Nonfiction November – My Year In Nonfiction

Great Migration Mural
by Courtney Greene McDonald via Flickr

Looking at Kim’s nonfiction blogging challenge over at Sophisticated Dorkiness made me think back on the nonfiction works that I’ve read this year. I’m supposed to pick a favorite, but I’m really stuck between two books – The Warmth of Other Suns by Isabel Wilkerson, and Redefining Realness by Janet Mock.

Both involve memoirs of black Americans, and both are great examples of narrative nonfiction. Wilkerson’s work though is an examination of a whole set of lives throughout the Great Migration, when countless blacks traveled from the South to the North in the mid-20th century to start new lives. Mock’s book is a deeply self-reflective story about her journey from being born into a male body and growing up into the woman that she knew she always was, amidst a set of challenges stemming from her race and class. Both book are superb stories, and I really couldn’t pick a favorite.

While I read those two works of nonfiction and several others, I do wish that I’d gotten through even more nonfiction books. This was certainly a year heavy in fiction for me (but I’m not sure that’s a bad thing). I’m particularly interested in expressive memoirs, like Shoulda Been Jimi Savannah by Patricia Smith, a work of memoir-poetry that I read earlier this year, as well as branching out into more stories by non-black women of color. Next year I might even pick out ahead of time the nonfiction books I want to read.

26 Comments

    1. Thanks for hosting! Yes, I loved the way that Isabel Wilkerson writes in The Warmth of Other Suns, and I think you’re right about the fiction reading vs. nonfiction – most years I read more of one than another, but it usually swings back and forth.

  1. I LOVED The Warmth of Other Suns–it almost read like a novel. I couldn’t decide which “character” I was most interested in–they were all fascinating in their own way.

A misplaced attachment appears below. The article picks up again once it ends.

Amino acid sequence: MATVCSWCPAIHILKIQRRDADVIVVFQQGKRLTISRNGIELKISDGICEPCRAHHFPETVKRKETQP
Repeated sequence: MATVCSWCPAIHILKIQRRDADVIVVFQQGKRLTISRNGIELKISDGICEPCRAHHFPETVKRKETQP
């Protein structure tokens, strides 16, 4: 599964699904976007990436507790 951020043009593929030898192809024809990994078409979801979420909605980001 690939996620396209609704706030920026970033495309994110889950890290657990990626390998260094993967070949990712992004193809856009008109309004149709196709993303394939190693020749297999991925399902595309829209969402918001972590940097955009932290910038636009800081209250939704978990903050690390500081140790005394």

1. It really did feel like a novel! I’m not sure how she was able to write like that. I think I found the Western story most interesting, but I’m a little biased since I live in California πŸ™‚

  2. The Warmth of Other Suns is on my pile to read – I think I originally set it aside because it was a bit heavy to lug around. I hope to finish it this month. Redefining Realness is on my hold list at the library and I am VERY IMPATIENT for it. Mock is such an amazing woman and I expect the book will be amazing.

    1. That’s true, it is on the larger side – but definitely worth it. And I hadn’t heard too much about Mock’s book before I read it, the first chapters took me a minute to get into, but after that it’s definitely one of those life stories that blows you away.

  3. The Warmth of Other Suns was beyond excellent and I’m so glad you’ve mentioned it. I learned so much from that book.

    I’d really like to read Janet Mock’s book. I’m glad you’ve mentioned that one too because now it’s going on my wish list πŸ˜€

    Have a great NonFicNov!

  4. I’m sad to say that I haven’t heard of either of these books but they both sound moving. I’m loving this week and learning about all different types of nonfiction.

  5. Thanks for the memoir recommendations. I have one for you, Black Girl Dreaming, which I reviewed today on my blog. Like you, I tend to read more fiction than nonfiction. Nice new blog design too!

    On the post below, my daughter read The House on Mango Street in English for school and loved it.

    1. Thanks for the suggestion, I’ve heard great things about Black Girl Dreaming – I’ll have to check out your review. And I appreciate the kind thoughts on my blog design!

    1. I’m so jealous! I’d love to see Janet Mock speak. Fingers crossed that I can catch her in the Bay Area sometime πŸ™‚

  6. I have Warmth of Other Suns on my shelf and I hope to get to it soon. Thank you for reminding me and thank you for participating in Nonfiction November this month!

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